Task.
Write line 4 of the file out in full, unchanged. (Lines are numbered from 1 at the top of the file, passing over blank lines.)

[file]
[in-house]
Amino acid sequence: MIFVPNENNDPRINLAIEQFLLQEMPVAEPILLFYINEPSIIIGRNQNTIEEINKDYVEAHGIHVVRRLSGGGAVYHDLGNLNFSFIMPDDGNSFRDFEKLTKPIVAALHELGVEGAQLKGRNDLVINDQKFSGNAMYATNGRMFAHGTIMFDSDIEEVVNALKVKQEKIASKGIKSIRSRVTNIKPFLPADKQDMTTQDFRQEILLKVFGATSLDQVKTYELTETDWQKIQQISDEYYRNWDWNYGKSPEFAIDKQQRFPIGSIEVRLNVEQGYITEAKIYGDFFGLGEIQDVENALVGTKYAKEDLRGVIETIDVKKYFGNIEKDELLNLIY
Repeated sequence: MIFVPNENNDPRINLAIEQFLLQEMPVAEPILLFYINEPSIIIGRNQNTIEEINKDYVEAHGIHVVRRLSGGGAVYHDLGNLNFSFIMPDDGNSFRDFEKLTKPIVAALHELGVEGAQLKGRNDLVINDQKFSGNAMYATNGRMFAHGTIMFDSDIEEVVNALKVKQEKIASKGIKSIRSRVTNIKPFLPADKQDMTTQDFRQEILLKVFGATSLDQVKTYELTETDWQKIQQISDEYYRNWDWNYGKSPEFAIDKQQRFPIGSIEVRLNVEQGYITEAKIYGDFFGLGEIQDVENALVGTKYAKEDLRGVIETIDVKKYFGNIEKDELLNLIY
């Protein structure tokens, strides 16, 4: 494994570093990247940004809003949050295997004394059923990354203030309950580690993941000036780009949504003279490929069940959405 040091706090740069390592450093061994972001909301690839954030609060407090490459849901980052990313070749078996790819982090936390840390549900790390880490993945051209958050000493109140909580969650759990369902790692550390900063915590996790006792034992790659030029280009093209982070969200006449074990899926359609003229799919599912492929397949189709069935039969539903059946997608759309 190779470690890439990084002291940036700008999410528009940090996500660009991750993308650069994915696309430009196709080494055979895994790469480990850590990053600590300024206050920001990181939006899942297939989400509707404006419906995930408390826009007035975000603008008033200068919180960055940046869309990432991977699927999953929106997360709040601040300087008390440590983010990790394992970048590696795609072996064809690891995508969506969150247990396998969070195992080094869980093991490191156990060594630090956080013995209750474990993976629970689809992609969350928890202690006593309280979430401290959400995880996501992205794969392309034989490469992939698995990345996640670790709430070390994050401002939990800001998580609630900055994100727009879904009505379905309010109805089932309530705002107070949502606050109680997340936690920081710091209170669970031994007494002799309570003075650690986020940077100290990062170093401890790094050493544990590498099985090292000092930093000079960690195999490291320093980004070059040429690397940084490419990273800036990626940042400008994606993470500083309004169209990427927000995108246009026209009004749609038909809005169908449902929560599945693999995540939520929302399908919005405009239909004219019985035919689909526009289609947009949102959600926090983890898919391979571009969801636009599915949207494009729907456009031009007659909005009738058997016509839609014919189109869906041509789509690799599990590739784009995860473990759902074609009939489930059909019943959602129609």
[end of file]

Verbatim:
């Protein structure tokens, strides 16, 4: 494994570093990247940004809003949050295997004394059923990354203030309950580690993941000036780009949504003279490929069940959405 040091706090740069390592450093061994972001909301690839954030609060407090490459849901980052990313070749078996790819982090936390840390549900790390880490993945051209958050000493109140909580969650759990369902790692550390900063915590996790006792034992790659030029280009093209982070969200006449074990899926359609003229799919599912492929397949189709069935039969539903059946997608759309 190779470690890439990084002291940036700008999410528009940090996500660009991750993308650069994915696309430009196709080494055979895994790469480990850590990053600590300024206050920001990181939006899942297939989400509707404006419906995930408390826009007035975000603008008033200068919180960055940046869309990432991977699927999953929106997360709040601040300087008390440590983010990790394992970048590696795609072996064809690891995508969506969150247990396998969070195992080094869980093991490191156990060594630090956080013995209750474990993976629970689809992609969350928890202690006593309280979430401290959400995880996501992205794969392309034989490469992939698995990345996640670790709430070390994050401002939990800001998580609630900055994100727009879904009505379905309010109805089932309530705002107070949502606050109680997340936690920081710091209170669970031994007494002799309570003075650690986020940077100290990062170093401890790094050493544990590498099985090292000092930093000079960690195999490291320093980004070059040429690397940084490419990273800036990626940042400008994606993470500083309004169209990427927000995108246009026209009004749609038909809005169908449902929560599945693999995540939520929302399908919005405009239909004219019985035919689909526009289609947009949102959600926090983890898919391979571009969801636009599915949207494009729907456009031009007659909005009738058997016509839609014919189109869906041509789509690799599990590739784009995860473990759902074609009939489930059909019943959602129609």